SCOUT groups in the Henley area say they are ... [more]
Sunday, 29 November 2020
ANGER is growing at the threat of closure to Chiltern Edge School in Sonning Common.
More than 1,200 people have signed a petition to retain the secondary school in Reades Lane, which is under threat after being rated “inadequate” by the education watchdog and being put into special measures.
Residents, parents and alumni are also lobbying Oxfordshire County Council, the education authority.
A Save Our Edge Facebook group started by former pupils Gemma Levy and Charlie Holloway already has 1,100 members.
About 40 people took part in a demonstration in St Martin’s precinct in Caversham on Sunday. They carried placards reading “Save our Edge” and “Save Chiltern Edge school”. Mrs Levy, of Hardy Close, Caversham, has one son, Jack, 15, at the school and her other son Alex, 10, is due to start in September.
She said: “We are worried. We have put questions to a lot of people but have no answers.
“We have given so many questions and have no answers — it’s frustrating for everybody.
“Everyone I have spoken to is against the closure, whether they are connected to the school or not. They want to keep it open.”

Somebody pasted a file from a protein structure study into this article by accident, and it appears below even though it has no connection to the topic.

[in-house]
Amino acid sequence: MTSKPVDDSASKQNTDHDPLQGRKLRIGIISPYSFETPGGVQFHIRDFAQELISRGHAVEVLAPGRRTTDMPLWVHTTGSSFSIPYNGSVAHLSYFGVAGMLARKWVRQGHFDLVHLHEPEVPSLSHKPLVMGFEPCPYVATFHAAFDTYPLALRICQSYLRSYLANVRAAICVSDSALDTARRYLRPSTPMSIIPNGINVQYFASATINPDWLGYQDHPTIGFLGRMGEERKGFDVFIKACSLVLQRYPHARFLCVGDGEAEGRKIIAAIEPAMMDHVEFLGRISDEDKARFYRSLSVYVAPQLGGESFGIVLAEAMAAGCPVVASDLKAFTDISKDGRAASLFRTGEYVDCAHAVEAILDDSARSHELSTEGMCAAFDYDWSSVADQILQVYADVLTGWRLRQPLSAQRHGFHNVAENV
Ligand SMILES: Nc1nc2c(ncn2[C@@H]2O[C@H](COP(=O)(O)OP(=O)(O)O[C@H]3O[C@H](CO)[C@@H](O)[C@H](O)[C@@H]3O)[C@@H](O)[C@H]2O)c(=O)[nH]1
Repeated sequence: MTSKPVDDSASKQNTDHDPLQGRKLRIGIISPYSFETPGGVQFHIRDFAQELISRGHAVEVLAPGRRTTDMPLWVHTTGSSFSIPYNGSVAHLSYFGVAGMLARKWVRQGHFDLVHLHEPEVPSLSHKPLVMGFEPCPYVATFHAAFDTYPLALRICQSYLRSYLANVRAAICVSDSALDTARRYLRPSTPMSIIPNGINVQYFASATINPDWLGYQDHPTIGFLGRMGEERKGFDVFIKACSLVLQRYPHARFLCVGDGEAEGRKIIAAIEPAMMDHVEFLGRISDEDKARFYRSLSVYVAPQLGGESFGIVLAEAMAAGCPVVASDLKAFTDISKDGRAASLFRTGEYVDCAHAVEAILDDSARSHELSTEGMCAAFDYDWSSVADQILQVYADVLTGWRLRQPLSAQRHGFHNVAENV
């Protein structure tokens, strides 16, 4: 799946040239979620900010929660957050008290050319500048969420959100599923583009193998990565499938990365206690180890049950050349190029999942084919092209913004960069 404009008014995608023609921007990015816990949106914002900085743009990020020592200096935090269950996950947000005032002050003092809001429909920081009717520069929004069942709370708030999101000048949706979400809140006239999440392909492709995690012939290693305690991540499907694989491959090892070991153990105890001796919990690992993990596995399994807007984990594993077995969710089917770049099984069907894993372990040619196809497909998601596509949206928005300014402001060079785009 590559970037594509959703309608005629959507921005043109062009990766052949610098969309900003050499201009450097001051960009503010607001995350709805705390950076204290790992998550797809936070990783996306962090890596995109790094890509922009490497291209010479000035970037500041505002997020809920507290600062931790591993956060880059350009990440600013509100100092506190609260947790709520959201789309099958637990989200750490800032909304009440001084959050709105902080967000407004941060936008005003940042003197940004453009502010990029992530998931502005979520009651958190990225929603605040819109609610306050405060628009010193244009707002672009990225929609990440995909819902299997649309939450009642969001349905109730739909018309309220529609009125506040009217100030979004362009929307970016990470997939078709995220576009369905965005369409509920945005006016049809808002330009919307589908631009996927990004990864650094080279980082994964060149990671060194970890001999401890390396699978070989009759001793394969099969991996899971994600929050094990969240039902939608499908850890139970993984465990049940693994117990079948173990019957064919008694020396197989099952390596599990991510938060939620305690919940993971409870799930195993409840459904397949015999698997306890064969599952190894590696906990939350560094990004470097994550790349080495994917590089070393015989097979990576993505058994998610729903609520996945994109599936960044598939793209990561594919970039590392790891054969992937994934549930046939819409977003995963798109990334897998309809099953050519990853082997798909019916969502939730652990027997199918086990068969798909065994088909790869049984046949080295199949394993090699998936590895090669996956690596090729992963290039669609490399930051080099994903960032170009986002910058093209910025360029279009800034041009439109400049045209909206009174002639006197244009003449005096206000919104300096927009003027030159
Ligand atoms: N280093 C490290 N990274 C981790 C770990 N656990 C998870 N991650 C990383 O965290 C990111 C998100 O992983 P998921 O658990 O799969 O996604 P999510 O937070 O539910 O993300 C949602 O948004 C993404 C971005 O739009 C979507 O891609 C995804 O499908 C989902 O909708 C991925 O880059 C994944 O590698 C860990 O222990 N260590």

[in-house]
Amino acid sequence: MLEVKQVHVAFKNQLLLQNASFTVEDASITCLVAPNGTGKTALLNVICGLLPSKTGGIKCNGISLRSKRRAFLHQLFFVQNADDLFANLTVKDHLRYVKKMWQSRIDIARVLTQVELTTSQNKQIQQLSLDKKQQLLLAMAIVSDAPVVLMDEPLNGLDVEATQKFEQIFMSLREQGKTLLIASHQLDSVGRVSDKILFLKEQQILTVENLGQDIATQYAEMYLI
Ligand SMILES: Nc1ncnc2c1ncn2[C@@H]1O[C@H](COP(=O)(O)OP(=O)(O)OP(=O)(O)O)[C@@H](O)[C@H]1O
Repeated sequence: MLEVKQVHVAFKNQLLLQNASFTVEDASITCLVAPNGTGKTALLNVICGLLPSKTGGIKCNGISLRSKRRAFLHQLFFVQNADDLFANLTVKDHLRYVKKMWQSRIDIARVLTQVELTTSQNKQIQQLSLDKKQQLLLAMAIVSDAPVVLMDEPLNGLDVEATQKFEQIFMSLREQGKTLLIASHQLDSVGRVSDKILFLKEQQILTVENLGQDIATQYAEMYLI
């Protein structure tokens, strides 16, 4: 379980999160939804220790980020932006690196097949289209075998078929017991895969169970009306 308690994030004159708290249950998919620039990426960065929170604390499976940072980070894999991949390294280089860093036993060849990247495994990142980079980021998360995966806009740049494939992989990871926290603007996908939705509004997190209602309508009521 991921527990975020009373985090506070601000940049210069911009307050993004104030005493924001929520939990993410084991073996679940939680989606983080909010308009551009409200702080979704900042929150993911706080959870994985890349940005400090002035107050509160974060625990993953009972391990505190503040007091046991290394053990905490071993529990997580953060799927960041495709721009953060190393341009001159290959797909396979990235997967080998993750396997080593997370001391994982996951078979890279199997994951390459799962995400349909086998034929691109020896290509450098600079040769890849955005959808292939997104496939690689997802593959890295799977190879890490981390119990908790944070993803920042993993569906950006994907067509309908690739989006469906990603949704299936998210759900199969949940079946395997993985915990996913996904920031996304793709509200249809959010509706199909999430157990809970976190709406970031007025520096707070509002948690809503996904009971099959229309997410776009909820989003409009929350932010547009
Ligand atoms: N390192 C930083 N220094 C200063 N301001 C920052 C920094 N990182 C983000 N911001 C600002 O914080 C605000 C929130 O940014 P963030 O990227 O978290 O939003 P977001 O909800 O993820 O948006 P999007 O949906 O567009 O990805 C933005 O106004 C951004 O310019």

Ms Holloway, whose 12-year-old daughter Jessica Seaman, 12, attends the school, said: “I’ve spoken with residents from Sonning Common and they really don’t want it to close, it’s at the heart of the village.”
The county council has launched a public consultation on the school’s future, which ends on June 16. Then the cabinet member for education will decide whether or not Chiltern Edge should shut. The earliest closure date would be at the end of the school year in July next year.
Clare Bentata, from Caversham, who launched the petition, said: “The closure of Chiltern Edge School would be a devastating loss to all the children, their families and the local community it serves.
“It is a small school with a proud history of looking after its pupils. Demand for school places at both primary and secondary level is high and will only increase further.”
Ofsted inspectors rated the school “inadequate”, the lowest possible rating, in three out of four categories, effectiveness of leadership and management, quality of teaching, learning and assessment and outcomes for pupils.
For the personal development, behaviour and welfare category, the school was given a “requires improvement” rating, the second lowest rating.
Teachers were criticised for their low expectations of their pupils, not checking work closely and not challenging students effectively.